Japanese pirates that the islands of Tsushima and Iki are "close to our
eastern frontier (<tongbi>)," clearly seeing them as Japanese islands.
	Beyond these there are five other KoryO references to Tsushima in
connection with the pirate suppression campaigns of the 1380s and 90s. 
The clear meaning of twelve of these thirteen notices (I wish I knew more
about the "discussion and inquiry ambassador of 1368) is that Tsushima is
Japanese; no earlier Korean possession is ever suggested or implied.  Note
especially the repeated use of the phrase "Ilbon Taemado.") 
	Jay Lewis in the same posting already mentioned points out the
statement by King T'aejong (r. 1400-1418) in an edict he issued in 1419,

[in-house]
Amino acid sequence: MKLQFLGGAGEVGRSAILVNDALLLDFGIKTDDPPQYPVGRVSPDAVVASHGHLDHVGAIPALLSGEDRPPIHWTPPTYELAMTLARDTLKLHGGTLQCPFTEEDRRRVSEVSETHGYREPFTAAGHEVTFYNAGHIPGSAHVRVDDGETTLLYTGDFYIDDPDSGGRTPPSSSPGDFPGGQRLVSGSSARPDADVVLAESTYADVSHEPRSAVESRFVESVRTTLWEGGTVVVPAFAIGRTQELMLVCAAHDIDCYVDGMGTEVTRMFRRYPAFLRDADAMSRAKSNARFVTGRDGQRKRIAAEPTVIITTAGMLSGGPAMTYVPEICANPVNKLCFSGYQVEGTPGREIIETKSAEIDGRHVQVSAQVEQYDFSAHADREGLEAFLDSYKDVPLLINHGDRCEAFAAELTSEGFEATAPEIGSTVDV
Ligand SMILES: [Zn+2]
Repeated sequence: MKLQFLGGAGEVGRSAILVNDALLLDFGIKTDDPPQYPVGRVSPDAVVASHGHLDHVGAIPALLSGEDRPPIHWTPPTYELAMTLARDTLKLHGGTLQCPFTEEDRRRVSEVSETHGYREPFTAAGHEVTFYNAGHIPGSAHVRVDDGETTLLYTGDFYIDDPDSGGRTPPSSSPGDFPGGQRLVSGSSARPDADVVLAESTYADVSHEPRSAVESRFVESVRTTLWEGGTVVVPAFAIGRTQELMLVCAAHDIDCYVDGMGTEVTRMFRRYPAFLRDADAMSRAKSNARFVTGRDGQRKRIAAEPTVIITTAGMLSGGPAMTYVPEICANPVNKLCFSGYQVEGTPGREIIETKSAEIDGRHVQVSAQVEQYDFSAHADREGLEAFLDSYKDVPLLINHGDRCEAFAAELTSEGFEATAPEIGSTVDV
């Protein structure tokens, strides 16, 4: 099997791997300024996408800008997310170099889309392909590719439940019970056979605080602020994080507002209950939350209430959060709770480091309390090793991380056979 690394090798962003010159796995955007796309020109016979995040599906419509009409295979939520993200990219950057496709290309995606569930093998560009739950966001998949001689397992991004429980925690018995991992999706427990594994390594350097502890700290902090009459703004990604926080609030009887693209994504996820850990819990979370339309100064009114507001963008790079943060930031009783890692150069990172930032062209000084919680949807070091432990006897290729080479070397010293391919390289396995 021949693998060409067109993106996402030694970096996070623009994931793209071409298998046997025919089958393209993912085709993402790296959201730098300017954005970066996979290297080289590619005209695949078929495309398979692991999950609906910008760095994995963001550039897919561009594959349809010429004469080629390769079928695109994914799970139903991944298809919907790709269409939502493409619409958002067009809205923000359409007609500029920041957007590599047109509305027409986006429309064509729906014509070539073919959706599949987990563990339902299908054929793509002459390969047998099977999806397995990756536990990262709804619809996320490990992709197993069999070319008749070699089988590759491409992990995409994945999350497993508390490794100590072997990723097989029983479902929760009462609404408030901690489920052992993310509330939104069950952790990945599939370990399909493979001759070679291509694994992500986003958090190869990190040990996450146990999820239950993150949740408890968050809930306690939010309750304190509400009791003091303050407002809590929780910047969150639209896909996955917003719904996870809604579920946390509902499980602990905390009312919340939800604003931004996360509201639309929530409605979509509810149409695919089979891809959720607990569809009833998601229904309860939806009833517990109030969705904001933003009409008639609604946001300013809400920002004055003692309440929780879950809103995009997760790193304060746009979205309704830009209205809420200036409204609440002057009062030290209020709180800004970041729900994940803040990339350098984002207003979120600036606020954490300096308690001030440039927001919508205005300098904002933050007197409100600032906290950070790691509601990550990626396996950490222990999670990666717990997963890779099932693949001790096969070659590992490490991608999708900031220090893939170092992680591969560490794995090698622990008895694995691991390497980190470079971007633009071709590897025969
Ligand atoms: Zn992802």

to the effect that Tsushima was once Korean land.  As Retired King
(<sangwang>) and still empowered with military affairs, T'aejong was then
preparing a military campaign against Tsushima.  As Jay implies, this
statement, in a context of disparaging rhetoric about the Japanese, does
not indicate when or under what circumstances it was Korean land, nor does
it say anything about using the then impending Korean military initiative
to restore Tsushima as a Korean possession. Nor did the Korean government,
after it had gained military control over the island that year, take any
steps to re-annex it or establish any Korean administration there.  The
sole purpose of T'aejong's raid seems to have been to destroy the island's
military and maritime infrastructure and terrorize the population, with a
view to emphasizing a concrete warning not to ever again allow Tsushima to
be used as a base for Japanese pirate attacks on Korea.  In this he was
successful, because from that time on such attacks petered out and soon
ceased entirely.  At least, from that time on, Korea's problems with Japan
were not in their essence about piracy.
	In connection with T'aejong's statement that Tsushima was once